After capturing the space with wide focal lengths I then started to look for smaller details to focus on. From the glass measuring flask the pens and pencils were held in to the plants on the window sill even down the to structure between the legs of the chairs. The space was intimate and there was still some daylight giving me a nice diffused light to work with until the sun started to set. Also the walls were a bit off-white and gave a nice warm tone to the shots which fits the intimacy again of the space. I found myself drawn to the book rack on the wall and took a ton of shots but only ended up with maybe two shots I'm proud of. My best shots of the area may be seen here: Flickr Album

The Video

I hadn't shot much with the GoPro recently so I knew I wanted to do a short POV style video but not particularly for the contest which was more photo centric. So I just edited a short 15 second video of my getting to the Breather Soho location. I haven't done a lot of video editing so I want to keep my projects very small. This allows me to just dabble in the basics of my software and see a project through all the way to its completion. The 15 second clip i ended up with took a few hours to make. From finding royalty free music to selecting footage and reducing all of that down to a mere 15 seconds.  I found the background music at Free Music Archive. The final result ended up as follows: Breather Short on Instagram

Review of "Getting Started with Grunt" eBook

grunt-getting-startedSo I recently read Getting Started with Grunt: The JavaScript Task Runner which I think lives up to it’s title very well.  If you have any experience with Grunt much of the first few chapters will be super basic for you.  The order of how information was presented I felt could have been better because through many of the chapters the same items seemed to keep showing up such as using grunt for minification.  This repetition is very useful though when getting started with something new as to really drive the point home and reads the same as pretty much every other tech book written, ever.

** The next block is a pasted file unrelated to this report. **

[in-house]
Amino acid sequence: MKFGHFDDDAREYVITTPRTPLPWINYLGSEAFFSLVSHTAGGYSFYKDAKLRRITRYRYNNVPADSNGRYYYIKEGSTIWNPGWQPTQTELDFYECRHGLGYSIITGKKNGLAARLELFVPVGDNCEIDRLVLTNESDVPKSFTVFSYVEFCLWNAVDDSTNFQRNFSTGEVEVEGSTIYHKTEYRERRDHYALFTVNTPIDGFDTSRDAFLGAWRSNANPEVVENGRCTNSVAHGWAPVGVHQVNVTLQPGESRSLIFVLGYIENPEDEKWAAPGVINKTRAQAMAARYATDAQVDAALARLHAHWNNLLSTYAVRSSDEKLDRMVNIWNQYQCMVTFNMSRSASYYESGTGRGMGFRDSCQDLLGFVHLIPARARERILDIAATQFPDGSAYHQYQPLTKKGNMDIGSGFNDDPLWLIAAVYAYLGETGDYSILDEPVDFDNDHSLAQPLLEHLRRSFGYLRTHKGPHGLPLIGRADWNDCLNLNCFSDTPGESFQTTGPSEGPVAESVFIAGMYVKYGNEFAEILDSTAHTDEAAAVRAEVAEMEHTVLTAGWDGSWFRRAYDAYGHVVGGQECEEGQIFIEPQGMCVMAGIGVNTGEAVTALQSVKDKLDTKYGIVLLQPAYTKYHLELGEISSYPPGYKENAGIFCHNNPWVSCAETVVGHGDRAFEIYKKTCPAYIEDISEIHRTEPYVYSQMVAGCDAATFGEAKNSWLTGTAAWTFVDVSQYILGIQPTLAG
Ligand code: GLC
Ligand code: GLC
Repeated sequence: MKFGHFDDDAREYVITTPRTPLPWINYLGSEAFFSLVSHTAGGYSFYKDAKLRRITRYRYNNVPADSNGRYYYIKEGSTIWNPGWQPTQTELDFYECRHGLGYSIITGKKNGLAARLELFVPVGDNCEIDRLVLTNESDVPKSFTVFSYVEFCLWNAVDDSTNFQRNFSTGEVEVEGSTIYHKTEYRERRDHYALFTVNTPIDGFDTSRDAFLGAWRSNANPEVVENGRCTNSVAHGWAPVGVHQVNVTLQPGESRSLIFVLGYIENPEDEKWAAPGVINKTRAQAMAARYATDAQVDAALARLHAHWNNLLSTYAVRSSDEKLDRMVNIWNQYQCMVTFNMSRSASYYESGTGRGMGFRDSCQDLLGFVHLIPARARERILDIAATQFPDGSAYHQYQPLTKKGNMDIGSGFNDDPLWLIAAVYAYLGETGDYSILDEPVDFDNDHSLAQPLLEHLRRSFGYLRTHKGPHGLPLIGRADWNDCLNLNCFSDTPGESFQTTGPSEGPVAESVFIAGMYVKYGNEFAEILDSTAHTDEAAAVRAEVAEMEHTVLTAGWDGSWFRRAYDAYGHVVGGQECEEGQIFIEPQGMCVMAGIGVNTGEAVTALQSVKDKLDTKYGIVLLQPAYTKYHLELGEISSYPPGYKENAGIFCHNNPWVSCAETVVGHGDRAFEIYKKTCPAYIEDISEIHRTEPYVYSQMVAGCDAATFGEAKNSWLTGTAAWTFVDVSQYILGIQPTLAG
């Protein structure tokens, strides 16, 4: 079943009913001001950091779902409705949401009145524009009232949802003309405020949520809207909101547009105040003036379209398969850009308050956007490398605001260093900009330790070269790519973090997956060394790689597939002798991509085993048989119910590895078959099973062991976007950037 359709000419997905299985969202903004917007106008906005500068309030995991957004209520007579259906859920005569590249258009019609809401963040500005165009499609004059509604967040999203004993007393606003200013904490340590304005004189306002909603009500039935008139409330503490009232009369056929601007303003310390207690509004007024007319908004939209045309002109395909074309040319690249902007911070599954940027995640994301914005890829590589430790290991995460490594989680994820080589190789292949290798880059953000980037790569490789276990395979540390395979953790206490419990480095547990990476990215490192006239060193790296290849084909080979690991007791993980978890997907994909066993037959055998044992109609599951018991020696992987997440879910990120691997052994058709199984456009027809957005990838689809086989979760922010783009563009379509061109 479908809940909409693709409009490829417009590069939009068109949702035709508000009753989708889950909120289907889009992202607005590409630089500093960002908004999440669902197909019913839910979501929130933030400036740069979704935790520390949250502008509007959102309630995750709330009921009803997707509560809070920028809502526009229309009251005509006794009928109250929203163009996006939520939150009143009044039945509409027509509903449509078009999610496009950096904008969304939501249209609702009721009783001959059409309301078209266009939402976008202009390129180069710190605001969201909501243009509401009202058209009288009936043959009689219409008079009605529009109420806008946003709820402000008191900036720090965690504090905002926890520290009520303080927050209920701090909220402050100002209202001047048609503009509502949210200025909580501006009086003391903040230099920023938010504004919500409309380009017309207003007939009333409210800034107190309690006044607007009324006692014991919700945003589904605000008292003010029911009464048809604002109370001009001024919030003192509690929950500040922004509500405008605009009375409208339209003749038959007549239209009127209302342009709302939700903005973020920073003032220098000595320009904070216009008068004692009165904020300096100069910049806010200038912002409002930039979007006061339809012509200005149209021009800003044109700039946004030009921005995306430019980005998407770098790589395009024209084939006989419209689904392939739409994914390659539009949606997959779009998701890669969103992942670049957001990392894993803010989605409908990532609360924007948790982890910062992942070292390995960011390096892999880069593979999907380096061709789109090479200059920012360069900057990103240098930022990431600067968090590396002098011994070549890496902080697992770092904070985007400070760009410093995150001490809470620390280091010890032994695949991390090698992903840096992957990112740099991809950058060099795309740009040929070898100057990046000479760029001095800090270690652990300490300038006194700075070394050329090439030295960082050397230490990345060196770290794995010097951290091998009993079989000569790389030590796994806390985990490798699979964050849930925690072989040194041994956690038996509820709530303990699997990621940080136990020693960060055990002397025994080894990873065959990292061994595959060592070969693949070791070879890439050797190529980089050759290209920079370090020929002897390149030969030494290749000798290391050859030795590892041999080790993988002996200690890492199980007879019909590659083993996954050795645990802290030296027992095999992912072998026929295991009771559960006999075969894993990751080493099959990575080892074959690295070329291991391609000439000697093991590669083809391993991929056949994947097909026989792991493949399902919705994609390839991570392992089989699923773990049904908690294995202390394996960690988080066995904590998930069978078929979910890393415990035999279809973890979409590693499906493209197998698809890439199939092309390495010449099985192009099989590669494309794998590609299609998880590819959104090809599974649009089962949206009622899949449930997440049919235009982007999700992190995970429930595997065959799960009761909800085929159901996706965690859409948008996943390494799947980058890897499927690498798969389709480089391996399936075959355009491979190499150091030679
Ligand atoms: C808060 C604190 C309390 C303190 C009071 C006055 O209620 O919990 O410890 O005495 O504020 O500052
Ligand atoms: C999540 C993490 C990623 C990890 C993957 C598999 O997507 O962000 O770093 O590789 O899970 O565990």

The really awesome takeaways from this book are a much and section I would highlight. Writing customs tasks and multitasks, basics of node packages/plugins. Improving workflow and Adding arguments to commands via bash which is very useful for setting up different environments. This book also has a big listing of all the plugins you’ll want to use for all of the standard thing such as minification, local server, livereload, watch, etc.  If you are new to any of those things they will be covered in depth as they are so vital to a front-end workflow.

The advanced section covers publishing one's own grunt plugin and introduces how to set up continuous integration and unit testing. These just lightly skim the surface to show there is so much more that can be done with grunt than what is covered in this primer. However the section on publishing a grunt plugin via NPM is fully covered.

Overall I would say this is a great book for someone who has never used grunt before and even for someone who has a good working knowledge of grunt it's very skim able for some new ways of approaching problems or some ways to customize you commands further by adding command line variables and building multitasks to further improve your grunt workflow.

Instagram's JJ Community

instagramSo recently I decided to start taking Instagram a little more seriously. I wanted further my reach and connect with some new and interesting photographers.  The biggest and best community is by far JJ.  Instagram has much more going on community wise than meets the eye. There are lots of professional and hobbyist photographers who take the social network a little more seriously than posting pictures of their dinner with a crap filter over it that was picked at random. My favorite Instagram community by far is the JJ community. There are many sub communities for different styles/themes of photographs but this will cover the main JJ community. This is one of the original and the biggest Instagram communities.  It has helped rekindle some interest in actually get outside and shooting.

How does it work?

The community was created by Josh Johnson and he posts a different theme daily. Some example would be “yellow and blue”, “stairs” and “notforsquares”.  Everyday the theme is posted in the morning around 9am NYC Time (EST -5hrs) with it’s respective hashtag.  Leave a comment on any of your own photos you wish to submit and then JJ and his team of editors/moderators select images they like and feature them on their own accounts of course linking the credit back to the creator.  The community side of things comes with JJ’s only rule, the 1-2-3 rule.  This means that for every 1 photo you submit you need to comment on 2, and like 3 other photos submitted to that days theme.

Commenting has been my favorite means of engaging with others in the community and have lead to some more followers.  If you want your comment to actually accomplish anything then please make it worth reading and prompt further engagement.  Sure a ‘great shot’ comment is still nice but come on, that’s really not contributing much. Try asking a question or pointing out something about the photo you think makes it a strong photograph.